|Through the Hills 8x10 oil on canvas panel|
Speed isn't necessary to produce good art, and it may not serve to produce works for the gallery, since until its mastered our work appears raw, unfinished, even clumsy. Still it teaches important lessons, and faster than any other means I know of. Like consciousness of "the big picture". You need to decide what the painting will emphasize and then everything else must be subordinated in the design. When working slowly, in the studio, it's easy to get sidetracked into developing various things within the scene that create competition for the big picture. It's the big picture concept that supplies impact, and not just technical virtuosity.
Paint handling is another skill that develops quickly as you go for speed. How thick, thin, transparent, slippery the paint is makes a difference in what you're able to accomplish. Only way to gain the skill is by lots of time painting, but going for speed forces the issue and shortens the learning curve. Values and color judgement have to be brought into hand, there usually isn't time to develop a careful underpainting step to build upon.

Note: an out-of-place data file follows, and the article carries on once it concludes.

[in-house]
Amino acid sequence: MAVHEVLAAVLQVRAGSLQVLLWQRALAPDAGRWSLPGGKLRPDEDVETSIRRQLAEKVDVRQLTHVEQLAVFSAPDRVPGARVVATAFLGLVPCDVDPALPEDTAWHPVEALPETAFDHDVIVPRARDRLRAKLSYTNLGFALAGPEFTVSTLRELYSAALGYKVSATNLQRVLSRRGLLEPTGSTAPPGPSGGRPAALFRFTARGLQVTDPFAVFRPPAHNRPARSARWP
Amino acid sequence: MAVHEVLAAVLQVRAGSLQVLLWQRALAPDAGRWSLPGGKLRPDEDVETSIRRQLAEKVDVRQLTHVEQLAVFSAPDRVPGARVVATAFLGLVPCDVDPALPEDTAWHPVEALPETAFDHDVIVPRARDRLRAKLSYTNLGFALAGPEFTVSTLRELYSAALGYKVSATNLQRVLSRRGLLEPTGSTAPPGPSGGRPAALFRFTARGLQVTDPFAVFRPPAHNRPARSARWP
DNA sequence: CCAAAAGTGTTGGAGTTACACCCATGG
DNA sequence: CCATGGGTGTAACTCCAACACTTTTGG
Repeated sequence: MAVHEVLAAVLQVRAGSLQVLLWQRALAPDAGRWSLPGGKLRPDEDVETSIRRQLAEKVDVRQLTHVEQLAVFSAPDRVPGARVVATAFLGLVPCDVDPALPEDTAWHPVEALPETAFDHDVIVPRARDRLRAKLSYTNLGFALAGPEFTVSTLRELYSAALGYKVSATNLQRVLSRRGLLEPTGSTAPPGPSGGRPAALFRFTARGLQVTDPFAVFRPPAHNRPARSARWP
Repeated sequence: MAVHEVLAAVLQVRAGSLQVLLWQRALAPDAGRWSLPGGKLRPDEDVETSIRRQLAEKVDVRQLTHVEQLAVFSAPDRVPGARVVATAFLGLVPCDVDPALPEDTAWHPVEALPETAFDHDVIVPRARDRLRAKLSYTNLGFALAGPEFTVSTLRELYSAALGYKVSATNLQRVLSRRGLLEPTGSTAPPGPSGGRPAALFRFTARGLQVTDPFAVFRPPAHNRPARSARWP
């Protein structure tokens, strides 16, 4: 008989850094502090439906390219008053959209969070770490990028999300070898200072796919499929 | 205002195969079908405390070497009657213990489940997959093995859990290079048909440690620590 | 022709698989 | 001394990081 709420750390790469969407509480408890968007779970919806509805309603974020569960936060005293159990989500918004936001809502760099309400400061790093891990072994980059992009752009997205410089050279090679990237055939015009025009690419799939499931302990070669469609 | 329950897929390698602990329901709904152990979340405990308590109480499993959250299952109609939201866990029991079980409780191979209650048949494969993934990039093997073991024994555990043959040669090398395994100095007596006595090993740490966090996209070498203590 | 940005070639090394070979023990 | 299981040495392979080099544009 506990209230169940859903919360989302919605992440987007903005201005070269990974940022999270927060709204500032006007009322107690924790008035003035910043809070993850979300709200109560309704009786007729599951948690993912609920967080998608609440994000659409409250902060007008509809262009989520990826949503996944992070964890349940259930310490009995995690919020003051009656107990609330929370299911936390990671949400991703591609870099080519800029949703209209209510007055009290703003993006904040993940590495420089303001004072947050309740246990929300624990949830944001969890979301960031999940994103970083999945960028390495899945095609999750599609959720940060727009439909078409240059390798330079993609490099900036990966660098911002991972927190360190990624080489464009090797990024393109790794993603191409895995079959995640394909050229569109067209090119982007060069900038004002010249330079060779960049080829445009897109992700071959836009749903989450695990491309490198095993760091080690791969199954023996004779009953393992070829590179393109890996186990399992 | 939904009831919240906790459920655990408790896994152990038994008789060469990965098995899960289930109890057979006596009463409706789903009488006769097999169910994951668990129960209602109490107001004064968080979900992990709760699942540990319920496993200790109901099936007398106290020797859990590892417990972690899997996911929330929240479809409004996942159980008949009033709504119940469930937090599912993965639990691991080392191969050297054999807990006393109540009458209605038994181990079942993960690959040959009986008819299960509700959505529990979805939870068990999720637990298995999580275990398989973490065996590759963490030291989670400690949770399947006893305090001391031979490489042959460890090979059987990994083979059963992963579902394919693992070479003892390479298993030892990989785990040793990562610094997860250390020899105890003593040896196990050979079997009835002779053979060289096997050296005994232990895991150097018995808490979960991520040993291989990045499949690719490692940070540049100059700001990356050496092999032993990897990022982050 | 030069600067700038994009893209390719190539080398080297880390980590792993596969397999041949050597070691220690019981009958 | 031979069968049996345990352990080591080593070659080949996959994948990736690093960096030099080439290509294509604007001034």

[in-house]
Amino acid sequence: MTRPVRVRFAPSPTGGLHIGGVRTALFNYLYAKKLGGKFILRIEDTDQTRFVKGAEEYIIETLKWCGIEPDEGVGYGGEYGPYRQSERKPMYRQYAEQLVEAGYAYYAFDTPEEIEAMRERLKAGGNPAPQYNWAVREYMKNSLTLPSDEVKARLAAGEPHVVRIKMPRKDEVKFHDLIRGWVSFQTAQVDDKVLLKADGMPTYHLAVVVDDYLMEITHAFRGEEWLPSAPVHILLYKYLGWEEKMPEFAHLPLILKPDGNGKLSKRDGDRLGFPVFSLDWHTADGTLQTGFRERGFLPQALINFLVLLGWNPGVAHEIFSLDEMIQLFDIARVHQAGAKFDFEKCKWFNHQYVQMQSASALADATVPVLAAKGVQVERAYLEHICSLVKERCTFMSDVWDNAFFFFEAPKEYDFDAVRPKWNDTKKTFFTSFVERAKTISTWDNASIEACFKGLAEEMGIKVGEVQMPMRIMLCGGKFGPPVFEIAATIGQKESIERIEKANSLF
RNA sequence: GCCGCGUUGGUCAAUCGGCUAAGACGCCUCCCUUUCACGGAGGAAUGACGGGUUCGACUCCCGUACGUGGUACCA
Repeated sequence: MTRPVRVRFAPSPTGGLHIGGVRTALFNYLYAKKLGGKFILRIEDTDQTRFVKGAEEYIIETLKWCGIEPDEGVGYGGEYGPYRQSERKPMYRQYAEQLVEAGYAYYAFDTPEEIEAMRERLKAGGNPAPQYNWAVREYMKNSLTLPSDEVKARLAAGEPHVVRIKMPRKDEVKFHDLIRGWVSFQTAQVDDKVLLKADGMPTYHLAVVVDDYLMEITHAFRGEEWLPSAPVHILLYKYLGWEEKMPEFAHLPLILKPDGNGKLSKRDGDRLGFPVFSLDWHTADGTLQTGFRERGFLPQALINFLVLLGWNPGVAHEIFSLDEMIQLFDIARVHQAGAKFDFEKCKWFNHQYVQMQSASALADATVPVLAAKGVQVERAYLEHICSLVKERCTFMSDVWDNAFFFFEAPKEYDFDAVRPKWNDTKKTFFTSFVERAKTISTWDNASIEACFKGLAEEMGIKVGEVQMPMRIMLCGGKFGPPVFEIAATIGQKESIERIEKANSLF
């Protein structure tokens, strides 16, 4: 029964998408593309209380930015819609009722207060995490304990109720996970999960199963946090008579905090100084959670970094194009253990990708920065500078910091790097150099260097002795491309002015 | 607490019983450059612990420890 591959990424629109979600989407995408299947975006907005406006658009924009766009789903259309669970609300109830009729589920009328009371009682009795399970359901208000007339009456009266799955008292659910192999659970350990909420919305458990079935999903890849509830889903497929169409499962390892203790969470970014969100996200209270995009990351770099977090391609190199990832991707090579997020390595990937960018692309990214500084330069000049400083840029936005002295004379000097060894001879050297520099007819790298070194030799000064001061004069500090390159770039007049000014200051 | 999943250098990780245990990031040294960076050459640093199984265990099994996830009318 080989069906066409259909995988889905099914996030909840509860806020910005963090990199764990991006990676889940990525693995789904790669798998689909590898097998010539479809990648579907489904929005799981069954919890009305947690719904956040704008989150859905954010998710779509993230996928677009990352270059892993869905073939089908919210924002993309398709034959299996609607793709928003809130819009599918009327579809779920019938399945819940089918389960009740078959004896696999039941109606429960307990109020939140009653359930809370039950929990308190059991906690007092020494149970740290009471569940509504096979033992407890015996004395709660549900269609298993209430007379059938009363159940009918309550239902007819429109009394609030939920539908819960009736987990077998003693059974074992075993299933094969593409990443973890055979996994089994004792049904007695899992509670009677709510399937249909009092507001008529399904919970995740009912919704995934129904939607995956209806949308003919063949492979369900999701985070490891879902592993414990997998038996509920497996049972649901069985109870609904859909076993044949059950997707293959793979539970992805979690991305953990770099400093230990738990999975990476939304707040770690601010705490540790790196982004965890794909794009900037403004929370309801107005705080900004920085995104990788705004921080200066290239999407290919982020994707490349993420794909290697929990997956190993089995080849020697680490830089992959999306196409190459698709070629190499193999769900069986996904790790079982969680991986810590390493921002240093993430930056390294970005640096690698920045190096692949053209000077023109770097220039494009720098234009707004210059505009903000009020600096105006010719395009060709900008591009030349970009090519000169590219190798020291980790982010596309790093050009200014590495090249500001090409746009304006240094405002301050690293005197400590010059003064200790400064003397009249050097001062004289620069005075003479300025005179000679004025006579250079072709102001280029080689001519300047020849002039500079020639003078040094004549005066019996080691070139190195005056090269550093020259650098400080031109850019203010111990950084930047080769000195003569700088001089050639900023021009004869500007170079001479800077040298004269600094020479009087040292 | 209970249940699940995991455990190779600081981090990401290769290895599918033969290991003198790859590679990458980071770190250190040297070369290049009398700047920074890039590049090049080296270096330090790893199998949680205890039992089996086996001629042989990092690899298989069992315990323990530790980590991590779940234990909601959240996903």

When speed begins to be mastered, the artist usually finds pleasure in the spontaneity of the painting act. It's like jamming on a musical instrument, and coming up with some surprisingly nice stuff. It also gives the brushwork a freshness, and directness that is often appealing. Like any worthwhile skill, it comes at a price, and progress can seem painfully slow, but it's worth the discipline if you want to play the music you see.